While patients with renal and diabetic comorbidities were likelier to fail, our population's overall success rate for outpatient therapy of cellulitic hand infections was 97.4%. During the initial triage, it is imperative to distinguish which patients require emergent operative intervention. An appropriate diagnosis and surgical management of abscesses and infections involving the joint or tendon sheath cannot be neglected. Our study population was those who did not have an operative diagnosis at the presentation. These patients comprise the most common population triaged in an ED. Paronychia, and even felon, can be effectively managed as outpatients without antibiotics after appropriate I&D in the ED, and we did not demonstrate a difference for patients who required ED procedures [13].

The CCI model predicted complicated diabetes to be a risk for failure, while the ECM did not find complicated or uncomplicated diabetes to be a risk. However, these indexes use different ICD codes for diabetes with and without complications. In a cohort of diabetic and nondiabetic hand infections treated as outpatients, Qasawa et al. found a low rate of outpatient failure [14]. Their failure rate was 7% for nondiabetics and 9% for diabetics, higher than we reported here. Diabetes is often seen as a comorbidity along with renal disease. Xu et al. found it was the cause of renal failure in 88% of ESRD patients who underwent upper extremity infection surgical debridement [15]. Patients with renal disease and diabetes demand extra consideration, and prospective studies are needed to determine the safest course of treatment for this complex group. Sharma et al. showed diabetic patients were more likely to require inpatient management after I&D for upper extremity infection, demonstrating the importance of risk factor recognition during triage [16].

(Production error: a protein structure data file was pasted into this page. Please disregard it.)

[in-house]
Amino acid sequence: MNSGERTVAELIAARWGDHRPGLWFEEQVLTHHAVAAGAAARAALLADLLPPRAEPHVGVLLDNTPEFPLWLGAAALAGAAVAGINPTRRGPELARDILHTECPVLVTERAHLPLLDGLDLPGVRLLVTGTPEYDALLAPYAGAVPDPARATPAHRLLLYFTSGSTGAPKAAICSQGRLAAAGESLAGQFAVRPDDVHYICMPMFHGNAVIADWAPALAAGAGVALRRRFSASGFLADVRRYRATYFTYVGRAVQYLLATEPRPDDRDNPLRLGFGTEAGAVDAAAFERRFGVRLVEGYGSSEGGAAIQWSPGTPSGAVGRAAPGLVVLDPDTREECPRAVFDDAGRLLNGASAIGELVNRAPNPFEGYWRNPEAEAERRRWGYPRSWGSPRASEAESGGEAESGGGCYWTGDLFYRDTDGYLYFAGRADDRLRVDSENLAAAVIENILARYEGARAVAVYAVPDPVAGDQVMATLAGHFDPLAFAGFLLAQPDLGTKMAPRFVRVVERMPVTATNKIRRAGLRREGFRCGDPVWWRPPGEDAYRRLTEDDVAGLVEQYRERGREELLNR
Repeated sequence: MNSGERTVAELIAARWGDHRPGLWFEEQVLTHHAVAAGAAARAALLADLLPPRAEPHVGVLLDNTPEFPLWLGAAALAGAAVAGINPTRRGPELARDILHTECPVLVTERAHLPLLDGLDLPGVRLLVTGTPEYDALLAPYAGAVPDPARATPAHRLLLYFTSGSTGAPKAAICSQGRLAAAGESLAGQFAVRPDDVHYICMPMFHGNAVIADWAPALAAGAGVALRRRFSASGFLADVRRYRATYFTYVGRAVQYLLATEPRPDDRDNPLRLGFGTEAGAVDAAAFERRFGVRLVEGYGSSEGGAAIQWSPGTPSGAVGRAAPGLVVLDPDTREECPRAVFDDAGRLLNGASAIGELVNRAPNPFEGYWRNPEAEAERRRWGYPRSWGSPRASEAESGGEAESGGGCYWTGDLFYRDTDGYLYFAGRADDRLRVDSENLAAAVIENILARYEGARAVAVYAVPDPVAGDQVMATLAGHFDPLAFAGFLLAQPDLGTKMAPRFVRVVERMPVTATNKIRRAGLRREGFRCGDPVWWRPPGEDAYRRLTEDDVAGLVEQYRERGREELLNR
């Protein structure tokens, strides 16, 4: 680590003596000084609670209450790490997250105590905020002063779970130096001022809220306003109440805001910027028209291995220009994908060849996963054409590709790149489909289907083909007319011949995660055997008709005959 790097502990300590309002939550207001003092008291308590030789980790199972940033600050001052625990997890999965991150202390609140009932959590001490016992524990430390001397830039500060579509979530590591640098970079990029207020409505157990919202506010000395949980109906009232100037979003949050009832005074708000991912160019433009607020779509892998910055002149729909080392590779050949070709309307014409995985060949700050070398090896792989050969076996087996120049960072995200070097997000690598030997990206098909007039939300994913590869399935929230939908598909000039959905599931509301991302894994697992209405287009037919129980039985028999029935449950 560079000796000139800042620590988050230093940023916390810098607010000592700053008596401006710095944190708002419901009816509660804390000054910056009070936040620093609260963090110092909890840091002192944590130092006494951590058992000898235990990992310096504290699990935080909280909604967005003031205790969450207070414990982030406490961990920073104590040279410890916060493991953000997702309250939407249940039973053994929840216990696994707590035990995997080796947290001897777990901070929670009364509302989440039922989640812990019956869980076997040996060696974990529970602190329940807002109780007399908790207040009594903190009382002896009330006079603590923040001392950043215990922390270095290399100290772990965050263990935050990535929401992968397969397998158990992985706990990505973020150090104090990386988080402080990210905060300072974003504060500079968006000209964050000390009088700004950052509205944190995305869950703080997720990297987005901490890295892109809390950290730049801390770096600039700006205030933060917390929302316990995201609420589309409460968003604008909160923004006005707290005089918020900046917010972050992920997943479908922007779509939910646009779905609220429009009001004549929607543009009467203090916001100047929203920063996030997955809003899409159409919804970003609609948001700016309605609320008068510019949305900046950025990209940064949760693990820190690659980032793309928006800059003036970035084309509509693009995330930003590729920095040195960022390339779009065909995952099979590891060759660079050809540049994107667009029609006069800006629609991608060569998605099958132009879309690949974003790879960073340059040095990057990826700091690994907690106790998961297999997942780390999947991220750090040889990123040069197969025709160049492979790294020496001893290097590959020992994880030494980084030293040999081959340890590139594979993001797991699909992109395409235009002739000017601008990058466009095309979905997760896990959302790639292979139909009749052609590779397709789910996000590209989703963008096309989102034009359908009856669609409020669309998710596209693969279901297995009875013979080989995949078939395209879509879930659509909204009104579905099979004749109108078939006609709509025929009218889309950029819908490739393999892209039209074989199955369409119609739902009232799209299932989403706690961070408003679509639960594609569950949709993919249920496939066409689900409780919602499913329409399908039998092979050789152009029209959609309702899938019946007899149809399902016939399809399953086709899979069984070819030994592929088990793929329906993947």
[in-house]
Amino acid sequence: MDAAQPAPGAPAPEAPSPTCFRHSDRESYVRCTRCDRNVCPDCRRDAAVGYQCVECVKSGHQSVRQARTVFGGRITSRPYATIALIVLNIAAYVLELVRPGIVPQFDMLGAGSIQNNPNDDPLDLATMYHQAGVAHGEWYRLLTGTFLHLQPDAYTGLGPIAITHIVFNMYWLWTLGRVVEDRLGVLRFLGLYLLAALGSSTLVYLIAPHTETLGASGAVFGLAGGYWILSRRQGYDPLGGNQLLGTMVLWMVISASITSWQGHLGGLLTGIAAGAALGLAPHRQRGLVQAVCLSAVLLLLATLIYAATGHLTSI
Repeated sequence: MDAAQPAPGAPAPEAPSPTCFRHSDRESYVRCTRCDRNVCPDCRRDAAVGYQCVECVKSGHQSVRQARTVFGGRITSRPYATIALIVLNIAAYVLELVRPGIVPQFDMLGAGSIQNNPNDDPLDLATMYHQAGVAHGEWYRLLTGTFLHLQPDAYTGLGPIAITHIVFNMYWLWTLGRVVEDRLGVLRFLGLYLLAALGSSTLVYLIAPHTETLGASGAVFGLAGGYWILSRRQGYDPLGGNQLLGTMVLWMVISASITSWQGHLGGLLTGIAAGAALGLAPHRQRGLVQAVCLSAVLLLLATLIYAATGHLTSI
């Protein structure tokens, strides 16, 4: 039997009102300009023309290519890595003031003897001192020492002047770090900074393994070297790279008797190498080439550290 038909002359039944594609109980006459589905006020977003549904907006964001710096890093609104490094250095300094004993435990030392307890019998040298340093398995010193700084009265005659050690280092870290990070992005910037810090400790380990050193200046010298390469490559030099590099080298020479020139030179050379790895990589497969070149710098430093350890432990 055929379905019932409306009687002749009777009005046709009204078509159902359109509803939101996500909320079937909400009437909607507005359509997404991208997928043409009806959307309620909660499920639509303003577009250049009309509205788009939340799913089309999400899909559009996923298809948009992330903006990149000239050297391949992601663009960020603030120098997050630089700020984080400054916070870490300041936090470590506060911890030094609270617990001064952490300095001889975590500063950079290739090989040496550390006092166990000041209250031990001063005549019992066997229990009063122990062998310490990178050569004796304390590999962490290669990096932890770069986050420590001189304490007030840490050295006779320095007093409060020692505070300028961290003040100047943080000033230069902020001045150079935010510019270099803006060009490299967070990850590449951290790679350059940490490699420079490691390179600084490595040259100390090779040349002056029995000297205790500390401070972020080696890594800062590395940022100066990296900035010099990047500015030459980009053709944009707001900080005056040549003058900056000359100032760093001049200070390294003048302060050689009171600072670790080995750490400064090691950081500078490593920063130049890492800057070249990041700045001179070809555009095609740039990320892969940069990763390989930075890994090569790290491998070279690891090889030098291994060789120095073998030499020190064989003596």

Kiran et al. developed an algorithmic approach to treating MRSA infections, which is generalizable to all hand infections and provides an excellent framework for triage [17]. It is beyond the scope of this article to provide recommendations on specific antibiotic therapies, and many references are available for review on drug choice depending on organism prevalence and individual hospital antibiograms [18,19,20,21,22]. We did not demonstrate any regiment to be more predictive of failure.

There are limitations to our study. First, our laboratory and vital data dataset was incomplete for the entire patient cohort, which may have underpowered the ability to detect a difference in these factors. Laboratory workup is not indicated in all patients on initial triage; therefore, the incompletion in collected labs represents the typical case of patients triaged in the ED.